Alcohol Consumption Among First Time Mothers And Its Effects On Preterm Birth

Alcohol Consumption Among First Time Mothers And Its Effects On Preterm Birth

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State the results of the research
The results of the study by Dale, Bakketeig, and Per Magnus (2016) regarding alcohol consumption among first-time mothers and its effects on preterm birth do not indicate a clear risk reduction for drinking during pregnancy. The surveys issued at gestational week 15 received a 94.9% response rate, with a sample size of 101,769 for the questionnaire and 108,327 from the Medical Birth Registry of Norway (MBRM). Collected data was narrowed to a total of 46,252 participants who met the criteria of primiparous women with singleton pregnancies who delivered between week 22 and 43 of gestation. In this study, the incidence of preterm birth was 5.9%, or 2,729 out of 46,252 births, with a median length of gestation of 40 weeks and mean of 39.47 weeks for both drinkers and nondrinkers during pregnancy (SD = 2.03). For prepregnacy drinkers, the mean pregnancy length was 39.48 weeks (SD = 2.02) (Dale et al., 2016).
The data included 93 births before gestational week 22 which were included in a sensitivity analysis. In order to explore the potential impact of mothers who were nonresponsive regarding alcohol intake in pregnancy (n = 381), researchers compared data to the main analysis and found that the estimates regarding the impact of alcohol use on very early preterm birth were similar to previous results obtained regarding drinking prior to and during pregnancy. Thus, alcohol consumption in this study could not be linked to preterm birth (Dale et al., 2016).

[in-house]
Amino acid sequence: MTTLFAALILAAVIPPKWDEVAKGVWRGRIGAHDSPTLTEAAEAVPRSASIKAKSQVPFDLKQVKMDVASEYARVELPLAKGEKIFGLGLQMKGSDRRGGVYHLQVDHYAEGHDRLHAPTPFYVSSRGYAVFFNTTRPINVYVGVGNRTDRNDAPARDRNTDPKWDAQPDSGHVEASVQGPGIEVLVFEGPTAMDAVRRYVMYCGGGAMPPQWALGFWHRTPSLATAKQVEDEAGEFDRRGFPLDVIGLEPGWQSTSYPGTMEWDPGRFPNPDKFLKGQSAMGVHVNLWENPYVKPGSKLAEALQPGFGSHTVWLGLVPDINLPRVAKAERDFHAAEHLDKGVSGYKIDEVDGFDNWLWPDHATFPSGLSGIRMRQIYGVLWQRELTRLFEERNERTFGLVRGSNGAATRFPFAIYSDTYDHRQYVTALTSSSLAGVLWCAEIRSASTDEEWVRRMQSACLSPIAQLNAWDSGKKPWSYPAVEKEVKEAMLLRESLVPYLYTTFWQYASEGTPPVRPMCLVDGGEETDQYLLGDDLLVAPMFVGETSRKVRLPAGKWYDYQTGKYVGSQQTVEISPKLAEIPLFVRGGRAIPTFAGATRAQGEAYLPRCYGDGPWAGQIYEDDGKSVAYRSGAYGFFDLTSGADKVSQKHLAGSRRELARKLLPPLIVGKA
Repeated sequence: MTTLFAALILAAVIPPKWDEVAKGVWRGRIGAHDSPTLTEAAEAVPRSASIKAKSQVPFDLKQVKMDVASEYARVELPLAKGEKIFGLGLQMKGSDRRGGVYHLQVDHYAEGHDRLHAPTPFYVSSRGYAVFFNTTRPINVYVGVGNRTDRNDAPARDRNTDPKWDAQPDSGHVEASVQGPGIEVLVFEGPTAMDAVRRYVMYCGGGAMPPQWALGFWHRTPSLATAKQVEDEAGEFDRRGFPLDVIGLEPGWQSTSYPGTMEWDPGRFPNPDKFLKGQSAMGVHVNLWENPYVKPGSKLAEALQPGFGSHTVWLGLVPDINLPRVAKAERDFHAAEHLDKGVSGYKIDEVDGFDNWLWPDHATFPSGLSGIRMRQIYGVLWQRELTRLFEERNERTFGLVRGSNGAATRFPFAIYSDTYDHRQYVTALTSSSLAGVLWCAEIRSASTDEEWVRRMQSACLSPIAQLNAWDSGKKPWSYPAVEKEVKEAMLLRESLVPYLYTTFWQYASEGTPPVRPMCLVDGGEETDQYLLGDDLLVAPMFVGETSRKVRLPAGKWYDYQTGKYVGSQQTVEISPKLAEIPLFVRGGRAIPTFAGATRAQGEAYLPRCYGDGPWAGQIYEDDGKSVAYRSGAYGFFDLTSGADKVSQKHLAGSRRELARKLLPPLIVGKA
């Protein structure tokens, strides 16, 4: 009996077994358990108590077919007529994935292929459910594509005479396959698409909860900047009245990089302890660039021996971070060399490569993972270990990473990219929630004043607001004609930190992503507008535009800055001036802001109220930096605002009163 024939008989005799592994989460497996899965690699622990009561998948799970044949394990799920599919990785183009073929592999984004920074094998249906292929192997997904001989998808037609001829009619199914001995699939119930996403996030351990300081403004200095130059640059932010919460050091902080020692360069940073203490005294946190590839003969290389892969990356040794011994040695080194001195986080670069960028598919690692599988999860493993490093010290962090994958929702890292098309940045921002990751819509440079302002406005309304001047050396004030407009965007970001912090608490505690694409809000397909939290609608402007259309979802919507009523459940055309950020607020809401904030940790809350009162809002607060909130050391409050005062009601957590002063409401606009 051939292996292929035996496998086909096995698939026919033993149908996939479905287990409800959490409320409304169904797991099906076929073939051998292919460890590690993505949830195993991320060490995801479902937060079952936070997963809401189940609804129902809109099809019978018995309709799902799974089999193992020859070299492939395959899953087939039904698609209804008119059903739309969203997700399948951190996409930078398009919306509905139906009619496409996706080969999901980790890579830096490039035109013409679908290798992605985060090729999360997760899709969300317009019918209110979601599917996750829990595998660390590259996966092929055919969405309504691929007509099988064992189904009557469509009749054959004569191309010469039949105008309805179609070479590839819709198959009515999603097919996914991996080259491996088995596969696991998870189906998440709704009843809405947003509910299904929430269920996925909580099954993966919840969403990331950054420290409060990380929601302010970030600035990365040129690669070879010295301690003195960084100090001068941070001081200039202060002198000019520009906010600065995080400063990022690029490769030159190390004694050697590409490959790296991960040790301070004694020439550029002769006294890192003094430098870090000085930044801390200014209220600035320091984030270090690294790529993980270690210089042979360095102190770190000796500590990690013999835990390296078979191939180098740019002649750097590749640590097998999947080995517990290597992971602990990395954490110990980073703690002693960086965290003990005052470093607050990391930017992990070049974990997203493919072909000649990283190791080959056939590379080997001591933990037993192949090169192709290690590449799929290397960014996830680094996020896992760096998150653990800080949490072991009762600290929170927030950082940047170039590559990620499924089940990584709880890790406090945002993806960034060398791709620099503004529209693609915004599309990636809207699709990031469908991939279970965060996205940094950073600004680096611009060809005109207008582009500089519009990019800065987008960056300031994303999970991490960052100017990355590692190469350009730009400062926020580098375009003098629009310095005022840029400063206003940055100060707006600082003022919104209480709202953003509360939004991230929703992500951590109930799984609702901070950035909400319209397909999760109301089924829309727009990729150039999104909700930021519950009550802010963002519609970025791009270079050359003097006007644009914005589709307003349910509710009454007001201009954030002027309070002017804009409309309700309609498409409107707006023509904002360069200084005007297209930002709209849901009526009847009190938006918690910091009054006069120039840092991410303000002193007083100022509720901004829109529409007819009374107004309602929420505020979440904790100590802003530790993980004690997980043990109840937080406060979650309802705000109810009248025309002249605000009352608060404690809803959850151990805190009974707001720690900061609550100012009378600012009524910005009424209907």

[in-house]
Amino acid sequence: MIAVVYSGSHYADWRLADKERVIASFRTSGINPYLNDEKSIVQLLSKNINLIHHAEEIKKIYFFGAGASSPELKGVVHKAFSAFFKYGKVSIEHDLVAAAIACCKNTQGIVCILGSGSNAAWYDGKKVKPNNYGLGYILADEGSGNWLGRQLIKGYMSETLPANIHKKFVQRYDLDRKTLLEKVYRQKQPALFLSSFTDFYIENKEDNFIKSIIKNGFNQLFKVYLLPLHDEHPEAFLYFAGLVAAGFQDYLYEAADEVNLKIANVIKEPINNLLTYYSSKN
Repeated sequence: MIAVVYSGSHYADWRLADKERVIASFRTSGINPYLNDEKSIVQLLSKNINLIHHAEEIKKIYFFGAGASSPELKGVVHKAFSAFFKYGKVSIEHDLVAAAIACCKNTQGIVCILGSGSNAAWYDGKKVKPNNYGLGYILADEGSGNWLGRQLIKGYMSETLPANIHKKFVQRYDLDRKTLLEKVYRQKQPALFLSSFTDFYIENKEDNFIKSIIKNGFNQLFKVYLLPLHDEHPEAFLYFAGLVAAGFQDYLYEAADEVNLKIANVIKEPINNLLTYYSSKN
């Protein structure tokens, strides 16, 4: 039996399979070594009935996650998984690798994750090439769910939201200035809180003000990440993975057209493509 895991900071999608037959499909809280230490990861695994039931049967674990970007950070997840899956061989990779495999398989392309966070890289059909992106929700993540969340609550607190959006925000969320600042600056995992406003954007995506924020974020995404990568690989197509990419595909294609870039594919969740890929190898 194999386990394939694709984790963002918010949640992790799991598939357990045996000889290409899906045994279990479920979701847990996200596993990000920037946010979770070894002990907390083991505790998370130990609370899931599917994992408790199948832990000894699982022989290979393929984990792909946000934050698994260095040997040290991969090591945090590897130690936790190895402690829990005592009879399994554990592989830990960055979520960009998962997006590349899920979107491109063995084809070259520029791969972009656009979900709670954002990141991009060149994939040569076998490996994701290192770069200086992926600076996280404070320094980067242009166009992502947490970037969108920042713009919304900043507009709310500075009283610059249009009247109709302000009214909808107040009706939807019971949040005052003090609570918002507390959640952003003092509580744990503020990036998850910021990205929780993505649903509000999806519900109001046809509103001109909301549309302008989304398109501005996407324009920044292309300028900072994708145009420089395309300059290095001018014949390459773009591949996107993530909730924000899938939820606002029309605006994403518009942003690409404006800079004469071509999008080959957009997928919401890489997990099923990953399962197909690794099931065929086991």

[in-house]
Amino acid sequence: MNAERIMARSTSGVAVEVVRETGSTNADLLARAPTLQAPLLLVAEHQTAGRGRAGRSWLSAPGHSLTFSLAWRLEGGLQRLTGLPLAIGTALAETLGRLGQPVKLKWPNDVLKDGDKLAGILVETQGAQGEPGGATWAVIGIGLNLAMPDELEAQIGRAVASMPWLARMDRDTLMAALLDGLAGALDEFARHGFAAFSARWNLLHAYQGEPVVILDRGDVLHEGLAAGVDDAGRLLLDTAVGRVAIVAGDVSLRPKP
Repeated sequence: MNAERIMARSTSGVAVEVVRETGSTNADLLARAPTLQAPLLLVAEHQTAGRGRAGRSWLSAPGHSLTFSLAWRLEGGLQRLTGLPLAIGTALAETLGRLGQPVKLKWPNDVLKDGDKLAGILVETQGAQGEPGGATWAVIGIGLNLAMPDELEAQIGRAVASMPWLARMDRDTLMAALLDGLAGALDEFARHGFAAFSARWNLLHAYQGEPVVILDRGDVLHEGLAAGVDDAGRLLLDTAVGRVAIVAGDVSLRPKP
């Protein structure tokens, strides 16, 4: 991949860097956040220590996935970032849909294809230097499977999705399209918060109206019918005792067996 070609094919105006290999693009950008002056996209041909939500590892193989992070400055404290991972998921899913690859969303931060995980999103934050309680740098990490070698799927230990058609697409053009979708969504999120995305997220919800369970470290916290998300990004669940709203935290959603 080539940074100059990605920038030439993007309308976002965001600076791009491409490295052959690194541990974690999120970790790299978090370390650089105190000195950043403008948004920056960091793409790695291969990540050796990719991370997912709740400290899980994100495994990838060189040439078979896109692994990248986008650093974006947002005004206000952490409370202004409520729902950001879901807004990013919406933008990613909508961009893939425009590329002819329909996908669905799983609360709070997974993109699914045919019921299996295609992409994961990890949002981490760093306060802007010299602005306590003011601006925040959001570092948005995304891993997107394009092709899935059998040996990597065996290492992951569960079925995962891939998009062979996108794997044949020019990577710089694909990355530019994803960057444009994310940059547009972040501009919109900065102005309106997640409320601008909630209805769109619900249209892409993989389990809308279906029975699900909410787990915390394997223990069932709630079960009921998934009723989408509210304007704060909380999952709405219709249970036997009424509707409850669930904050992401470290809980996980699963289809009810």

Describe the differences in the results between the groups in the study and support your description with examples from the study
Dale et al. (2016) reported that there were several typical differences between women in the drinkers and nondrinkers ca...


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... excluded potential risk factors for preterm birth including previous pregnancies and multiple births. Thus, these results should only be applied to the risk of alcohol consumption for primiparous mothers with singleton pregnancies. However, despite the lack of risks identified in this study, alcohol use during pregnancy has been linked to disabilities. According to the American Academy of Child and Adolescent Psychiatry (AACAP, 2011), its adverse effects include fetal alcohol syndrome, learning disabilities, social ineptness, depression, and anxiety. The AACAP strongly recommends against pregnant women consuming any form of alcohol at any level. Despite the data presented by Dale et al. (2016), the question of the other risks of alcohol consumption on the fetus was not explored and thus alcohol use during pregnancy should not be condoned solely based on this study.

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